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ENTERTAINMENT
By James Coates and James Coates,Chicago Tribune | November 8, 1999
It was not entirely clear from your review of the Microsoft Intellimouse Explorer whether it would be an improvement for people suffering from carpal tunnel syndrome. Would an Intellimouse be easier on the wrists and fingers than a regular mouse?When asking me for medical advice, keep in mind that while I am more than eager to offer it, I am even less than a quack; I am a newspaper reporter posing as something I am not.That said, I believe this slick new laser-light-driven pointing device may be a boon to the hordes of computer users who have been injured by repeating the same motions over and over.
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ENTERTAINMENT
By James Coates and James Coates,Chicago Tribune | November 8, 1999
It was not entirely clear from your review of the Microsoft Intellimouse Explorer whether it would be an improvement for people suffering from carpal tunnel syndrome. Would an Intellimouse be easier on the wrists and fingers than a regular mouse?When asking me for medical advice, keep in mind that while I am more than eager to offer it, I am even less than a quack; I am a newspaper reporter posing as something I am not.That said, I believe this slick new laser-light-driven pointing device may be a boon to the hordes of computer users who have been injured by repeating the same motions over and over.
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BUSINESS
By Michael Enright and Michael Enright,Special to The Sun | December 24, 1990
Of the myriad occupational diseases and ailments found in the modern workplace, perhaps none has received as much attention in the last decade as carpal tunnel syndrome, a painful swelling of the tendons and nerves in the hand and wrist.The media has depicted the ailment as an unfortunate product of the Information Age, where computer keyboards and other repetitive workplace tasks force workers' wrists and hands into the same awkward motions hundreds or thousands of times a day.But Dr. Louis B. Halikman, a Baltimore orthopedist with an interest in industrial orthopedic problems, remembers one baffling case of the syndrome in which he could find nothing in one patient's average workday routine that would explain the ache in his hands and wrists.
FEATURES
By Stephen Wigler and Stephen Wigler,SUN MUSIC CRITIC | February 3, 1999
Late last spring, cellist Lynn Harrell began to fear that his career as one of the greatest cellists of the last half-century might be over.The cellist, who performs Tchaikovsky's "Rococo Variations" starting tomorrow with the Baltimore Symphony, decided he needed surgery to remove cartilage in both knees that was, he says, "the consequence of more than 30 years of tennis, jogging and golf."In a post-operative conference, however, Harrell asked his surgeon to take a look at his hands."For a few years I had been feeling a slight numbness in my left hand," Harrell says.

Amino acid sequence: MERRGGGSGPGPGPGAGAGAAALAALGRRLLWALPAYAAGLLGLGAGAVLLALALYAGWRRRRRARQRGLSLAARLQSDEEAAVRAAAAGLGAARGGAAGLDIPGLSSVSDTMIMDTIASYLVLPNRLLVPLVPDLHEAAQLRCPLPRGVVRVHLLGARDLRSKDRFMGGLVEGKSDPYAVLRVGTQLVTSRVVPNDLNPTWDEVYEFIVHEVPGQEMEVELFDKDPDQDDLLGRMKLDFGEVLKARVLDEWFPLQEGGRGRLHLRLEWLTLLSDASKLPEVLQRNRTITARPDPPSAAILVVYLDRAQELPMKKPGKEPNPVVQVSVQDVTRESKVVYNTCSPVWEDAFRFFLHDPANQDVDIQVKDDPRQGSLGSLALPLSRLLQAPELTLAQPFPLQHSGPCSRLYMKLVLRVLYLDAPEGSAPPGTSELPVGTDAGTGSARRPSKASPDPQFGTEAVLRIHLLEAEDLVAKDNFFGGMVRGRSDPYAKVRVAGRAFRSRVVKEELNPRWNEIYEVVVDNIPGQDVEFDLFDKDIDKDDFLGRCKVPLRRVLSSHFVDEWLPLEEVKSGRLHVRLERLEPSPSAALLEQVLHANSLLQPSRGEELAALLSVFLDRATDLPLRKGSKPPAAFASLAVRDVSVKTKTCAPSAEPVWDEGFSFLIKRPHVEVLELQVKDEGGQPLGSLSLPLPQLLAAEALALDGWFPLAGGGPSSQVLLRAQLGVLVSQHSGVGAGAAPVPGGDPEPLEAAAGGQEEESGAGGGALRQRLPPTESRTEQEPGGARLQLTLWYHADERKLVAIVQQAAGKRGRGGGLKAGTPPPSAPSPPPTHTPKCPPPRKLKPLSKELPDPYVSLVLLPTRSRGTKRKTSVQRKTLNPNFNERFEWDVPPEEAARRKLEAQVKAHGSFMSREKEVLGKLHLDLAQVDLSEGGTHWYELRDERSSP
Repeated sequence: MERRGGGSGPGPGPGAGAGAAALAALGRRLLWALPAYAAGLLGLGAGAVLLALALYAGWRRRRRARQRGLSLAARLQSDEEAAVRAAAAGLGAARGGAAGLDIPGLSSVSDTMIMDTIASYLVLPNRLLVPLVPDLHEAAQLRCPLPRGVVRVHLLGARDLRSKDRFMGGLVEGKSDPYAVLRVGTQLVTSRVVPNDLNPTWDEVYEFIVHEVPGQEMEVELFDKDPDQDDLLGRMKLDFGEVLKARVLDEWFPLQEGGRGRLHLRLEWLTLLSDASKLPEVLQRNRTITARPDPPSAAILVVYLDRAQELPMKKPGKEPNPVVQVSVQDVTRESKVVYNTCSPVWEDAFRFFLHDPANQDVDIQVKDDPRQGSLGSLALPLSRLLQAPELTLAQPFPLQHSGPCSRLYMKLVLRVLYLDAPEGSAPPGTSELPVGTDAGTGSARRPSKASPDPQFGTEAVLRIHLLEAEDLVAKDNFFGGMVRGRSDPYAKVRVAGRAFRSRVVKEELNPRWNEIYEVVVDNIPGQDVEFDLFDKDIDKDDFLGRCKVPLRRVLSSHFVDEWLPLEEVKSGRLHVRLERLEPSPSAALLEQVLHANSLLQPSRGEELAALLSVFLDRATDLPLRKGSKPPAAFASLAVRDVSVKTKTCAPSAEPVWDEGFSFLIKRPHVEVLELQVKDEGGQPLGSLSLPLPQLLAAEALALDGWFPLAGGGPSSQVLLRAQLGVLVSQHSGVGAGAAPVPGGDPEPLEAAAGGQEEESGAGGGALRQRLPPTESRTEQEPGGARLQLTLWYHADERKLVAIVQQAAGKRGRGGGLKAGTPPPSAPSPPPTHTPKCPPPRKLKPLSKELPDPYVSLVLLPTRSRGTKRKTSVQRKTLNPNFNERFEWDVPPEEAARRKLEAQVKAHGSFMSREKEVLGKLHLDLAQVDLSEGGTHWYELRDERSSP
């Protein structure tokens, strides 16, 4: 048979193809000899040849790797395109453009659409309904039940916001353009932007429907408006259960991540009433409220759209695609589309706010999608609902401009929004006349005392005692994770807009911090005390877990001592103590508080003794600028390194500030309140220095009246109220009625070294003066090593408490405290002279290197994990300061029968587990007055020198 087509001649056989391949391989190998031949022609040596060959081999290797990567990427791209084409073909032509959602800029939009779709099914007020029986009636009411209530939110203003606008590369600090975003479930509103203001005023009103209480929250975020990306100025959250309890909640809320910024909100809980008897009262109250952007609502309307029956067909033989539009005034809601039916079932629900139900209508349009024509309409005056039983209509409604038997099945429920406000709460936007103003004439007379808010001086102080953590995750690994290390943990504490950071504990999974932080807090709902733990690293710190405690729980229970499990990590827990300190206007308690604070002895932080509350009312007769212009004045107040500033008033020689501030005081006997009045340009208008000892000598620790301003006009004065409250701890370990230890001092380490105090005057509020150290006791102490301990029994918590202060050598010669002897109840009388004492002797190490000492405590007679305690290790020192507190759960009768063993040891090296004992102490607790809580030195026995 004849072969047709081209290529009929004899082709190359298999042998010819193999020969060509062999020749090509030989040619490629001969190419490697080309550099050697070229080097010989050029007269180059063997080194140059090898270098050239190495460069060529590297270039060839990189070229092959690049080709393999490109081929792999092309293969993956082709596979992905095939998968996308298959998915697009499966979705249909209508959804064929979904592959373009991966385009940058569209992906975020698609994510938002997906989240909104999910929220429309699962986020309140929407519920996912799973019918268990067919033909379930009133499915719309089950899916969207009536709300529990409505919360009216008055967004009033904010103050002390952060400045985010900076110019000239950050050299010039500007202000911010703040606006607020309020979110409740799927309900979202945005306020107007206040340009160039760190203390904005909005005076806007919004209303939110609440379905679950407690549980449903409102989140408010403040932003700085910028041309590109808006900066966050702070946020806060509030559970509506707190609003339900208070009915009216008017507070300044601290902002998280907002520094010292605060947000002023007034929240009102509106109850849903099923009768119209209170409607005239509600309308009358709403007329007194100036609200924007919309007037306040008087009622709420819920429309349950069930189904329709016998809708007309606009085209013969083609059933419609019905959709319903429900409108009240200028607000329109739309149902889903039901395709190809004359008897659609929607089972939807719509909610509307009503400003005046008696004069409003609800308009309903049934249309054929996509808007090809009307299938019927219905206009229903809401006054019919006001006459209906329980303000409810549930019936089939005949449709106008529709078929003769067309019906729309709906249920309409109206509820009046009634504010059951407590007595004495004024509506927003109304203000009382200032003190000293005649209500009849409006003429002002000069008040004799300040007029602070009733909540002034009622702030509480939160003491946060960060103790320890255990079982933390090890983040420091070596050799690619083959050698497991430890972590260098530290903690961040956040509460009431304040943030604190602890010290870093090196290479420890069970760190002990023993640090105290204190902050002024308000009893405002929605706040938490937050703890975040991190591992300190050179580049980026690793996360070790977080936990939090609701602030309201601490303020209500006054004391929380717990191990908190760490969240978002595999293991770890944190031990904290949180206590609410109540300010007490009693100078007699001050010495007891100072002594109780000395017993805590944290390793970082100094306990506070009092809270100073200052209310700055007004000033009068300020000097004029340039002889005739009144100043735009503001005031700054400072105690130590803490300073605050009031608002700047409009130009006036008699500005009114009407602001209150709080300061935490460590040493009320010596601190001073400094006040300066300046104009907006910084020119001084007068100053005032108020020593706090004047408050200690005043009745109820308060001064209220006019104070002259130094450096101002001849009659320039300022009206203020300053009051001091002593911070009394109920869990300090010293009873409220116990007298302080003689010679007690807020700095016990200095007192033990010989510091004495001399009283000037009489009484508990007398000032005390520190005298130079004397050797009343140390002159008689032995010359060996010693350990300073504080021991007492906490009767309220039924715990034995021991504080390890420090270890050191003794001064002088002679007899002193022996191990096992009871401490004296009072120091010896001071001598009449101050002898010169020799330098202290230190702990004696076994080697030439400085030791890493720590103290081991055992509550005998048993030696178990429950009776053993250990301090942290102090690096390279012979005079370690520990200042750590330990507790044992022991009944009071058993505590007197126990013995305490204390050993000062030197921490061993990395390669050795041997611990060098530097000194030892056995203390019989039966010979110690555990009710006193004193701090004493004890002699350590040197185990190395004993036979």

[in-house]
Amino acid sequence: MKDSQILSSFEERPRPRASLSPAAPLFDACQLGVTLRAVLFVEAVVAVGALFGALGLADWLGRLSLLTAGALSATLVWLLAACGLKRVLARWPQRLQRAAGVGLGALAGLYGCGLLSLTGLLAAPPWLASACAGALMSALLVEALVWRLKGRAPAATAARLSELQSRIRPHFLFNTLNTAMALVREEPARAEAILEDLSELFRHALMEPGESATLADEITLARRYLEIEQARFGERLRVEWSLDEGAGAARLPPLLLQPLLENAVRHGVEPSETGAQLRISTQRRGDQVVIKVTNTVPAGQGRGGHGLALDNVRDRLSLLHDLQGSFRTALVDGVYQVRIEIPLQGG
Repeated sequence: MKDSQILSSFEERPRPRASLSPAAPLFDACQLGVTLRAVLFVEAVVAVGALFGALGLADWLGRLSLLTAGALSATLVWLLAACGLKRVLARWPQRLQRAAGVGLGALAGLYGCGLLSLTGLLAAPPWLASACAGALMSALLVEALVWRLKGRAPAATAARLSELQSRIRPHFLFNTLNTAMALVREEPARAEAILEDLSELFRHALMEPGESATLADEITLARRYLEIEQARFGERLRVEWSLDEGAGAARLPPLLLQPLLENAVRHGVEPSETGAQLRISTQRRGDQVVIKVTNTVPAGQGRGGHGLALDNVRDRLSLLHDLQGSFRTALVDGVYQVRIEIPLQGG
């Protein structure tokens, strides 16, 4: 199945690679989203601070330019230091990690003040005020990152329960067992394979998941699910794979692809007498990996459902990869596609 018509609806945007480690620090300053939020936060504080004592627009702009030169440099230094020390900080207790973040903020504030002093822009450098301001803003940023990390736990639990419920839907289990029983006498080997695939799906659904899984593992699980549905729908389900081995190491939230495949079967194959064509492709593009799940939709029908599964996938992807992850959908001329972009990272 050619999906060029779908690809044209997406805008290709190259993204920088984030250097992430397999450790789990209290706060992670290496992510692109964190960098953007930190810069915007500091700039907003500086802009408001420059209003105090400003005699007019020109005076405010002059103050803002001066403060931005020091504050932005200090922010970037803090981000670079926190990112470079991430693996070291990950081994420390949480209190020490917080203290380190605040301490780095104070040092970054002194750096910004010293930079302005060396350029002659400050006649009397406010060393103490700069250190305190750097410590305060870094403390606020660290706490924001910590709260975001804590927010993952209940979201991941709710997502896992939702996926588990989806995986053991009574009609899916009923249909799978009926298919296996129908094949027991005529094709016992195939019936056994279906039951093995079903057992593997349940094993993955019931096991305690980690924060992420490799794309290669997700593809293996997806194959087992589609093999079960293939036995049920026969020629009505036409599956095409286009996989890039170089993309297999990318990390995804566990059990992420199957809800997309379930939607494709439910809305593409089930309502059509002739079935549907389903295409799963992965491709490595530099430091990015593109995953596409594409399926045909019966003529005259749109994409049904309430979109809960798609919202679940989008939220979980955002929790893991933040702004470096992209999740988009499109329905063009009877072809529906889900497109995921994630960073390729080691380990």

NEWS
By Lorraine Mirabella and Lorraine Mirabella,Staff writer | December 23, 1991
William Ison used to come home from his electrician's job with aching wrists and hands, then wake up in the middle of the night with no feeling in his fingers. When the pain spread to his neck and his once-agile hands turned clumsy, he suspected poor circulation and went to the doctor.By the time Ison was referred to Annapolis hand surgeon Dr. Neill S. Cooper Jr., he'd learned he had carpal tunnel syndrome. The occupational disorder is caused by pressure on a nerve that runs through the wrist and controls sensation in all but the little finger.
FEATURES
By Stephen Wigler and Stephen Wigler,SUN MUSIC CRITIC | February 3, 1999
Late last spring, cellist Lynn Harrell began to fear that his career as one of the greatest cellists of the last half-century might be over.The cellist, who performs Tchaikovsky's "Rococo Variations" starting tomorrow with the Baltimore Symphony, decided he needed surgery to remove cartilage in both knees that was, he says, "the consequence of more than 30 years of tennis, jogging and golf."In a post-operative conference, however, Harrell asked his surgeon to take a look at his hands."For a few years I had been feeling a slight numbness in my left hand," Harrell says.
FEATURES
By ARLENE EHRLICH | September 29, 1991
IT HAD TO HAPPEN. AN 11-YEAR-OLD GIRL IS SU-ing the Nintendo company because playing Teenage Mutant Ninja Turtles gave her carpal tunnel syndrome.That's the kind of page 10 story that most newspaper readers file under "whimsy: insignificant." But it's a symptom of a growing national problem.It's no longer news that carpal tunnel syndrome (CTS), a potentially crippling disorder of the wrists and hands, affects millions of office and factory workers across the country and leaves product manufacturers, employers and insurers vulnerable to billions of dollars in liability and compensation claims.
NEWS
By Daniel Horgan and Daniel Horgan,States News Service | April 15, 1992